The growing presence of Chinese fishing vessels in the Pacific poses a threat to Papua New Guinea and other Pacific Island countries’ exclusive economic zones (EEZs) and tuna supremacy, says a researcher.
Brazil’s Selecting Strategic Partners (SSP) director and economist Dario Chemerinski said Ecuador was the first country to put out counter measures against Chinese illegal fishing vessels in its EEZ by issuing a zero tolerance policy on Illegal, unreported and unregulated fishing.
Chemerinski added that the China and United States of America’s continuous global dominance agenda could push them into PNG’s EEZs, undermining tuna supremacy in the region.
“Pacific Island countries supply about 50 percent of the world’s tuna and produce around US$26 billion (about K94.1 billion) worth of tuna for consumers, but only receive about 10 per cent of that value,” he said.
“Few countries process their catches, thus the money by Pacific Island countries is mostly made on the licensing.
“In contrast, Ecuador not only catches about 20 per cent of the world’s tuna but also processes it and the country’s exports contribute not less than US$1.5 billion (about K5.45 billion) a year.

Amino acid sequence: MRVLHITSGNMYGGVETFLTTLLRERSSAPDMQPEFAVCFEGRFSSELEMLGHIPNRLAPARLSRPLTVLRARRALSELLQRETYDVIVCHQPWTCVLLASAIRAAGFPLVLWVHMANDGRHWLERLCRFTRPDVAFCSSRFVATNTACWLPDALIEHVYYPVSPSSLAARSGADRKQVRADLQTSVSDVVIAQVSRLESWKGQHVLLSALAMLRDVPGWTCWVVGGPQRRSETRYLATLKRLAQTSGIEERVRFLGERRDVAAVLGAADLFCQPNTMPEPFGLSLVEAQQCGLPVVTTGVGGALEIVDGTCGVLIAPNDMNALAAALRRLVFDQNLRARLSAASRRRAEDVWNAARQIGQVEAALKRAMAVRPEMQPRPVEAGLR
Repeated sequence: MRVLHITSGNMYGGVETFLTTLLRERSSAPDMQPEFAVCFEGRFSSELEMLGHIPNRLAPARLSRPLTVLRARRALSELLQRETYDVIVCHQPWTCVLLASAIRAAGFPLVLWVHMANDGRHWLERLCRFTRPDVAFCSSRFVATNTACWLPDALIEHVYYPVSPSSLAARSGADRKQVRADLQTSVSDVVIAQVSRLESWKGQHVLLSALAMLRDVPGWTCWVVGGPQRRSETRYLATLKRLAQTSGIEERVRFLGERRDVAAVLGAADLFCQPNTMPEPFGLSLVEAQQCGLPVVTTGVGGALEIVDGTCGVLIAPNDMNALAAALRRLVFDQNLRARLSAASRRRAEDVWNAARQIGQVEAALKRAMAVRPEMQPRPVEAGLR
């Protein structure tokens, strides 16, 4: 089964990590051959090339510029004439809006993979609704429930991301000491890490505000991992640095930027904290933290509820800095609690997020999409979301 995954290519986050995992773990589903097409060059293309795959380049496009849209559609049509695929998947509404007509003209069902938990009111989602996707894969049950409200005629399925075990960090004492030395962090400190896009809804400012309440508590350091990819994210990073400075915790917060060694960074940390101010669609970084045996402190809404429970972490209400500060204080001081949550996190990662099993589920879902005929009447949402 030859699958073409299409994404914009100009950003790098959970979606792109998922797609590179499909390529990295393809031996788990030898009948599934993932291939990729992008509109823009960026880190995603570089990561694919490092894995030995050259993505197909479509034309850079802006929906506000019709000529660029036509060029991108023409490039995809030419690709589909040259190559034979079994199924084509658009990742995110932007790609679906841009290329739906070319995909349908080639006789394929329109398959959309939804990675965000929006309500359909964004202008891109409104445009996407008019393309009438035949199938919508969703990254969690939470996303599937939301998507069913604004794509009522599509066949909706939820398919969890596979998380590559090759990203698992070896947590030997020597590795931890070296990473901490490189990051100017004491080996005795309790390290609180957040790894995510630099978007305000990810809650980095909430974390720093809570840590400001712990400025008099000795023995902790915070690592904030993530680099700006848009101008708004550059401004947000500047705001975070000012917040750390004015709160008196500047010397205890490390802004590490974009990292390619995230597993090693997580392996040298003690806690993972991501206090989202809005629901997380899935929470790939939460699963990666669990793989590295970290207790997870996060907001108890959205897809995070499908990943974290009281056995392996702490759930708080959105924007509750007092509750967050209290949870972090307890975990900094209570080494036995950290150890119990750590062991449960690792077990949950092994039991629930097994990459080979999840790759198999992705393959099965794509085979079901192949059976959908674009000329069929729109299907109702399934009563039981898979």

But there is a common enemy, IUU fishing.
Up to one in every five wild caught fish is being illegally caught.
“China is a fisheries superpower with an over 17,000 strong distant water fleet.
“Its fleet has grown 500 percent since 2012 and it keeps increasing.
“Taking huge quantities of tuna, Chinese flagged vessels far outstrip those of any other country.”
“Pacific Island countries should learn from Ecuador.
Ecuador stood up to China and claimed their tuna supremacy and protected its Galapogos Islands, which is known for its tuna and shrimps stocks.
“The Tuna Treaty which secured funding of about US$60 million (about K218 million) a year for the next 10 years from the U.S for Pacific Island countries could help with the fight against IUU in order for the region to truly benefit from its tuna stocks and other fish.”
Chemerinski said the funds would help Pacific Island countries to improve security to counter China and its regional influence.
He added that PNG had taken the lead in building world class monitoring and surveillance infrastructures.
However, there was a gap in terms of technology.
SOURCE: THE NATIONAL/PACNEWS